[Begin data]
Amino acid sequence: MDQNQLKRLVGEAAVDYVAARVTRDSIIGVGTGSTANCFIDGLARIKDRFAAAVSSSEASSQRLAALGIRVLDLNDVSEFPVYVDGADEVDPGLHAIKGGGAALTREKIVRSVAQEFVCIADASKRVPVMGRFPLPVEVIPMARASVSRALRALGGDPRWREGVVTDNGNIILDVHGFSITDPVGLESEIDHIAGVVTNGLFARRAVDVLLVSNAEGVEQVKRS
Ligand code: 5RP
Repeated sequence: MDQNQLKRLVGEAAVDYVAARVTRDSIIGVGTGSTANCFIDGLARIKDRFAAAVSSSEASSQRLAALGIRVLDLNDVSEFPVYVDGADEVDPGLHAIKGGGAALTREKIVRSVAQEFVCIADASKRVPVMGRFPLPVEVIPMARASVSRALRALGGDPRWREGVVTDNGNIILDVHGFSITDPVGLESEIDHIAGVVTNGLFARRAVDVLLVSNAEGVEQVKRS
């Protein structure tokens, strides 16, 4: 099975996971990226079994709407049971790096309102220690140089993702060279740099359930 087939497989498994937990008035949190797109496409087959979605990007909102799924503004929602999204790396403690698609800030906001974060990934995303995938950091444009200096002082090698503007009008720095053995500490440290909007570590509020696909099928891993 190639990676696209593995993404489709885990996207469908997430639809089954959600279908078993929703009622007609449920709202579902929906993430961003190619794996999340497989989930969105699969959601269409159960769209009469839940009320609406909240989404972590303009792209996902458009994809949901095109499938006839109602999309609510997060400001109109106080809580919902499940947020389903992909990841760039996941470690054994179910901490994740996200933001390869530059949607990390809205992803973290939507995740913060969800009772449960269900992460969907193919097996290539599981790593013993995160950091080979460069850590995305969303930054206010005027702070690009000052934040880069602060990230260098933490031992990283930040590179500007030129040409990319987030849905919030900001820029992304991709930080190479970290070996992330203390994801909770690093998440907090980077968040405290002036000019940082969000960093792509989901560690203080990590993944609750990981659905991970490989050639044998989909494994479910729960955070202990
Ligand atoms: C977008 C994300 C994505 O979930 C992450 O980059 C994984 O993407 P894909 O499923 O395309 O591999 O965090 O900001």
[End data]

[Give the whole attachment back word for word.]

Amino acid sequence: MDQNQLKRLVGEAAVDYVAARVTRDSIIGVGTGSTANCFIDGLARIKDRFAAAVSSSEASSQRLAALGIRVLDLNDVSEFPVYVDGADEVDPGLHAIKGGGAALTREKIVRSVAQEFVCIADASKRVPVMGRFPLPVEVIPMARASVSRALRALGGDPRWREGVVTDNGNIILDVHGFSITDPVGLESEIDHIAGVVTNGLFARRAVDVLLVSNAEGVEQVKRS
Ligand code: 5RP
Repeated sequence: MDQNQLKRLVGEAAVDYVAARVTRDSIIGVGTGSTANCFIDGLARIKDRFAAAVSSSEASSQRLAALGIRVLDLNDVSEFPVYVDGADEVDPGLHAIKGGGAALTREKIVRSVAQEFVCIADASKRVPVMGRFPLPVEVIPMARASVSRALRALGGDPRWREGVVTDNGNIILDVHGFSITDPVGLESEIDHIAGVVTNGLFARRAVDVLLVSNAEGVEQVKRS
């Protein structure tokens, strides 16, 4: 099975996971990226079994709407049971790096309102220690140089993702060279740099359930 087939497989498994937990008035949190797109496409087959979605990007909102799924503004929602999204790396403690698609800030906001974060990934995303995938950091444009200096002082090698503007009008720095053995500490440290909007570590509020696909099928891993 190639990676696209593995993404489709885990996207469908997430639809089954959600279908078993929703009622007609449920709202579902929906993430961003190619794996999340497989989930969105699969959601269409159960769209009469839940009320609406909240989404972590303009792209996902458009994809949901095109499938006839109602999309609510997060400001109109106080809580919902499940947020389903992909990841760039996941470690054994179910901490994740996200933001390869530059949607990390809205992803973290939507995740913060969800009772449960269900992460969907193919097996290539599981790593013993995160950091080979460069850590995305969303930054206010005027702070690009000052934040880069602060990230260098933490031992990283930040590179500007030129040409990319987030849905919030900001820029992304991709930080190479970290070996992330203390994801909770690093998440907090980077968040405290002036000019940082969000960093792509989901560690203080990590993944609750990981659905991970490989050639044998989909494994479910729960955070202990
Ligand atoms: C977008 C994300 C994505 O979930 C992450 O980059 C994984 O993407 P894909 O499923 O395309 O591999 O965090 O900001």